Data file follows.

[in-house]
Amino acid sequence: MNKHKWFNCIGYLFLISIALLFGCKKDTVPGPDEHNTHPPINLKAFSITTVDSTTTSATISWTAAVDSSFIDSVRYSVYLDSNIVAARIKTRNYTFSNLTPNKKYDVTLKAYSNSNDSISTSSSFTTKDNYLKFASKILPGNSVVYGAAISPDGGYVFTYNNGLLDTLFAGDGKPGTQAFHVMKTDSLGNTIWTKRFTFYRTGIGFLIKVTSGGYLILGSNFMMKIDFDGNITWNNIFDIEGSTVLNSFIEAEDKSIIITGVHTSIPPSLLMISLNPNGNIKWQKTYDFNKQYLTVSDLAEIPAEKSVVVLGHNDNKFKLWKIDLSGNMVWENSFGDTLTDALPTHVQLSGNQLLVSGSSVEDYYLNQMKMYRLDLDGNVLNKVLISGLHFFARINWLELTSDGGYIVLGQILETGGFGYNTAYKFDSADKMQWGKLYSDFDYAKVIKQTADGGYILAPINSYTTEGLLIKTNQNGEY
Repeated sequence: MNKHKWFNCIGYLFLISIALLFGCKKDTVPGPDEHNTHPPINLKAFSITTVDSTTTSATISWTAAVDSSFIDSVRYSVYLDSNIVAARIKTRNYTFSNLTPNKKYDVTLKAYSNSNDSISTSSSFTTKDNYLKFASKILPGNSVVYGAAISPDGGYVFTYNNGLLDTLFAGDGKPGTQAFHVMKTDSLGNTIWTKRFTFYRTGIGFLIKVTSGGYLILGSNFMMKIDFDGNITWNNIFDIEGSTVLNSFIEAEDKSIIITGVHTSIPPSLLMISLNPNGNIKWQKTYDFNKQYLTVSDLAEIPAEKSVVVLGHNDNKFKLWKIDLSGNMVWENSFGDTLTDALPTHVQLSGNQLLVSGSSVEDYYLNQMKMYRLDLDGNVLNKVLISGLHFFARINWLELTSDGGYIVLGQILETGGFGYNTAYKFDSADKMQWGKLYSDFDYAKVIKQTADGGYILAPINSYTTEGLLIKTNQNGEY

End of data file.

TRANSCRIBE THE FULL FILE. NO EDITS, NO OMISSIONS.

[in-house]
Amino acid sequence: MNKHKWFNCIGYLFLISIALLFGCKKDTVPGPDEHNTHPPINLKAFSITTVDSTTTSATISWTAAVDSSFIDSVRYSVYLDSNIVAARIKTRNYTFSNLTPNKKYDVTLKAYSNSNDSISTSSSFTTKDNYLKFASKILPGNSVVYGAAISPDGGYVFTYNNGLLDTLFAGDGKPGTQAFHVMKTDSLGNTIWTKRFTFYRTGIGFLIKVTSGGYLILGSNFMMKIDFDGNITWNNIFDIEGSTVLNSFIEAEDKSIIITGVHTSIPPSLLMISLNPNGNIKWQKTYDFNKQYLTVSDLAEIPAEKSVVVLGHNDNKFKLWKIDLSGNMVWENSFGDTLTDALPTHVQLSGNQLLVSGSSVEDYYLNQMKMYRLDLDGNVLNKVLISGLHFFARINWLELTSDGGYIVLGQILETGGFGYNTAYKFDSADKMQWGKLYSDFDYAKVIKQTADGGYILAPINSYTTEGLLIKTNQNGEY
Repeated sequence: MNKHKWFNCIGYLFLISIALLFGCKKDTVPGPDEHNTHPPINLKAFSITTVDSTTTSATISWTAAVDSSFIDSVRYSVYLDSNIVAARIKTRNYTFSNLTPNKKYDVTLKAYSNSNDSISTSSSFTTKDNYLKFASKILPGNSVVYGAAISPDGGYVFTYNNGLLDTLFAGDGKPGTQAFHVMKTDSLGNTIWTKRFTFYRTGIGFLIKVTSGGYLILGSNFMMKIDFDGNITWNNIFDIEGSTVLNSFIEAEDKSIIITGVHTSIPPSLLMISLNPNGNIKWQKTYDFNKQYLTVSDLAEIPAEKSVVVLGHNDNKFKLWKIDLSGNMVWENSFGDTLTDALPTHVQLSGNQLLVSGSSVEDYYLNQMKMYRLDLDGNVLNKVLISGLHFFARINWLELTSDGGYIVLGQILETGGFGYNTAYKFDSADKMQWGKLYSDFDYAKVIKQTADGGYILAPINSYTTEGLLIKTNQNGEY